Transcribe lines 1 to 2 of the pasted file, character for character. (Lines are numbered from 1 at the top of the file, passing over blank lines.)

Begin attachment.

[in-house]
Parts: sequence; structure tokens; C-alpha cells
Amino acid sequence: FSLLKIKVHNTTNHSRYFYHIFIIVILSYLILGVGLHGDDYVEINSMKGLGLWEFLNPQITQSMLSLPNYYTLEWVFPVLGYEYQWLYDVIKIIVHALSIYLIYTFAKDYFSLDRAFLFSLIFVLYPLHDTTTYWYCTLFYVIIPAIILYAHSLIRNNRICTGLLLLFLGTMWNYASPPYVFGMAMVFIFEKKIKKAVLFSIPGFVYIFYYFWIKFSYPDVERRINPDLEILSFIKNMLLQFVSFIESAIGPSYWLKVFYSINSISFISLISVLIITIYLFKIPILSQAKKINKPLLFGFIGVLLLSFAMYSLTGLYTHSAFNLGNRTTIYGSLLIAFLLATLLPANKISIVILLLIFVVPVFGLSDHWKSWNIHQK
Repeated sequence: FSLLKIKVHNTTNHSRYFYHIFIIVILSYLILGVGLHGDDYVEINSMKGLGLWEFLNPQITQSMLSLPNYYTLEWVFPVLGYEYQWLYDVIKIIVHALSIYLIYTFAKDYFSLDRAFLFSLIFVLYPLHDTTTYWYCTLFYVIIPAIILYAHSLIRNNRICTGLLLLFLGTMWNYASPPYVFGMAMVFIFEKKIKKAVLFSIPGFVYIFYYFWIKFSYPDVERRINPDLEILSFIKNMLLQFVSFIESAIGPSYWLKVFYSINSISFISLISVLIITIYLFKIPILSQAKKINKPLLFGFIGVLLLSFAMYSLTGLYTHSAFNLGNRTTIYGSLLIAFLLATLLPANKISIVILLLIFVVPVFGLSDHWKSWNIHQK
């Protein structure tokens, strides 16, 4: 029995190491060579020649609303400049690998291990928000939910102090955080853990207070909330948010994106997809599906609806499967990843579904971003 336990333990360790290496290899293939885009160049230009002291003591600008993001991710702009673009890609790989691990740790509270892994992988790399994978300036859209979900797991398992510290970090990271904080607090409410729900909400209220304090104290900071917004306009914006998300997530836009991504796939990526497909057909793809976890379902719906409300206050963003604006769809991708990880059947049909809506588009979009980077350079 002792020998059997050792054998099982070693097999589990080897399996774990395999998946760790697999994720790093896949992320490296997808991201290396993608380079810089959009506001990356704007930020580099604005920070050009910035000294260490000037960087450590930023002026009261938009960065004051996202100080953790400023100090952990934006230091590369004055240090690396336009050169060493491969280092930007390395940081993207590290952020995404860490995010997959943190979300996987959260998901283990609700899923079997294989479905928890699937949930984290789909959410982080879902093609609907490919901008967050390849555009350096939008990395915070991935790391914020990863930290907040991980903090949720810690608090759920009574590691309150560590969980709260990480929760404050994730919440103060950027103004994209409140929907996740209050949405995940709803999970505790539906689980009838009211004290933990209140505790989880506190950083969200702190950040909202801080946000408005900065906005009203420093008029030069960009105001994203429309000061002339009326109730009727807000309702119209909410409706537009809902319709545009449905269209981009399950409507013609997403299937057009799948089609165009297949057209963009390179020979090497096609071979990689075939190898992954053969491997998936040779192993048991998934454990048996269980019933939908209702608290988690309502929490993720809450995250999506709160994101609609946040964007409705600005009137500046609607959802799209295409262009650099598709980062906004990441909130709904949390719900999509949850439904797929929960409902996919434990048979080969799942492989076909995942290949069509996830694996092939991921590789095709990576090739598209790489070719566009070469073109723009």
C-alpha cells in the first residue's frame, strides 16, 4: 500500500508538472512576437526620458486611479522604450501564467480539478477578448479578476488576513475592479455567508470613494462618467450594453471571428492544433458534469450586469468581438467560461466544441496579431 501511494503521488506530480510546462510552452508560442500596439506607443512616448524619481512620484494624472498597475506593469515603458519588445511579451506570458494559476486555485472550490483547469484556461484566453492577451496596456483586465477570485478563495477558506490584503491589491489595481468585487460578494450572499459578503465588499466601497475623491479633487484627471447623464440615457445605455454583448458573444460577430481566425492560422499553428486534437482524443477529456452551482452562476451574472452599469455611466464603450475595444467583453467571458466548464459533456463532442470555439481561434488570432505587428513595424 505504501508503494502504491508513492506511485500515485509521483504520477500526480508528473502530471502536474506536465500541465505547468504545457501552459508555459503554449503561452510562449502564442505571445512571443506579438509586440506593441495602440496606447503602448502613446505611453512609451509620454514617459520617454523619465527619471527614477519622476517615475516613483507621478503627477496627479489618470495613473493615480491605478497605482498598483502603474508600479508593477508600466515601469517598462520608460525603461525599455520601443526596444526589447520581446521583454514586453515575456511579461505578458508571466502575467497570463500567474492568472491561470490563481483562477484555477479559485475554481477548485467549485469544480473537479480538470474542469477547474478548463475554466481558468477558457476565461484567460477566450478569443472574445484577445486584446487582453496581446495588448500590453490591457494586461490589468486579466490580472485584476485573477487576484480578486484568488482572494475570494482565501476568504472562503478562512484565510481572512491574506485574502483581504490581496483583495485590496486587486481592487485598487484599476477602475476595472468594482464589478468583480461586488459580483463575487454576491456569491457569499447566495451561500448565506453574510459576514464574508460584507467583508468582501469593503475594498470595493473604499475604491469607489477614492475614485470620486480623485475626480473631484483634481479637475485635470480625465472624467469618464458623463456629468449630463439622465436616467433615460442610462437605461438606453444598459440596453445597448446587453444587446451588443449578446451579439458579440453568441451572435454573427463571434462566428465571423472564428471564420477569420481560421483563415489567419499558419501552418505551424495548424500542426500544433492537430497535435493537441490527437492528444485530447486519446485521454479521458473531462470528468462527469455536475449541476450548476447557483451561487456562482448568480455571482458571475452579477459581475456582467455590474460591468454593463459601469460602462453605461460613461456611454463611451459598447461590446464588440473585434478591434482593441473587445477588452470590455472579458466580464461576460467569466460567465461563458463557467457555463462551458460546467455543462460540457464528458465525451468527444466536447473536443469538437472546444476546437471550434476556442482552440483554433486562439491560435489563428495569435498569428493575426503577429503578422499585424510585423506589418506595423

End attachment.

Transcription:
[in-house]
Parts: sequence; structure tokens; C-alpha cells